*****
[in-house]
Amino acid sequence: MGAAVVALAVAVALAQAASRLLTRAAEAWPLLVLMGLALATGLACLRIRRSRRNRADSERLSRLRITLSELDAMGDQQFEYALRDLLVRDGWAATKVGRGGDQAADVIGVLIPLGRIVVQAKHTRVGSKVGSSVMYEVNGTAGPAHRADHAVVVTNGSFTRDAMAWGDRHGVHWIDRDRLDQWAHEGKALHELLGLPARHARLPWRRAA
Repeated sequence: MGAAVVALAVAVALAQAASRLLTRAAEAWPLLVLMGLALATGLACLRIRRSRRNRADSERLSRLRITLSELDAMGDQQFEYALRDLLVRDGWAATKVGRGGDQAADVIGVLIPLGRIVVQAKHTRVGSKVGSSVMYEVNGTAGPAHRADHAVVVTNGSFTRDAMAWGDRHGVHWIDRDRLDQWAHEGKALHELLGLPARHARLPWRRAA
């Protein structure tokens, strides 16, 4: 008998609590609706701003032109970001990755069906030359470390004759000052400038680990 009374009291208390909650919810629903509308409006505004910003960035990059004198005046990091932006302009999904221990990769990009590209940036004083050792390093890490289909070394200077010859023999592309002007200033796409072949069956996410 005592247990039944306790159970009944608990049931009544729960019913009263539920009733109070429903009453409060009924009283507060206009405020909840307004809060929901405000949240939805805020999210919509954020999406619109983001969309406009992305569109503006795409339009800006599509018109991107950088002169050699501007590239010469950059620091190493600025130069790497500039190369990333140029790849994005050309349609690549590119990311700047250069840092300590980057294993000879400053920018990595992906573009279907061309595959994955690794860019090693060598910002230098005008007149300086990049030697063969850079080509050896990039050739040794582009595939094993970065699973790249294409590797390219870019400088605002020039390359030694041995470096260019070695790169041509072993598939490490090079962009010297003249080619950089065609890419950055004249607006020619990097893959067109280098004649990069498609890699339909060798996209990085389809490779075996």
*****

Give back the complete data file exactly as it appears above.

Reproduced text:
[in-house]
Amino acid sequence: MGAAVVALAVAVALAQAASRLLTRAAEAWPLLVLMGLALATGLACLRIRRSRRNRADSERLSRLRITLSELDAMGDQQFEYALRDLLVRDGWAATKVGRGGDQAADVIGVLIPLGRIVVQAKHTRVGSKVGSSVMYEVNGTAGPAHRADHAVVVTNGSFTRDAMAWGDRHGVHWIDRDRLDQWAHEGKALHELLGLPARHARLPWRRAA
Repeated sequence: MGAAVVALAVAVALAQAASRLLTRAAEAWPLLVLMGLALATGLACLRIRRSRRNRADSERLSRLRITLSELDAMGDQQFEYALRDLLVRDGWAATKVGRGGDQAADVIGVLIPLGRIVVQAKHTRVGSKVGSSVMYEVNGTAGPAHRADHAVVVTNGSFTRDAMAWGDRHGVHWIDRDRLDQWAHEGKALHELLGLPARHARLPWRRAA
């Protein structure tokens, strides 16, 4: 008998609590609706701003032109970001990755069906030359470390004759000052400038680990 009374009291208390909650919810629903509308409006505004910003960035990059004198005046990091932006302009999904221990990769990009590209940036004083050792390093890490289909070394200077010859023999592309002007200033796409072949069956996410 005592247990039944306790159970009944608990049931009544729960019913009263539920009733109070429903009453409060009924009283507060206009405020909840307004809060929901405000949240939805805020999210919509954020999406619109983001969309406009992305569109503006795409339009800006599509018109991107950088002169050699501007590239010469950059620091190493600025130069790497500039190369990333140029790849994005050309349609690549590119990311700047250069840092300590980057294993000879400053920018990595992906573009279907061309595959994955690794860019090693060598910002230098005008007149300086990049030697063969850079080509050896990039050739040794582009595939094993970065699973790249294409590797390219870019400088605002020039390359030694041995470096260019070695790169041509072993598939490490090079962009010297003249080619950089065609890419950055004249607006020619990097893959067109280098004649990069498609890699339909060798996209990085389809490779075996």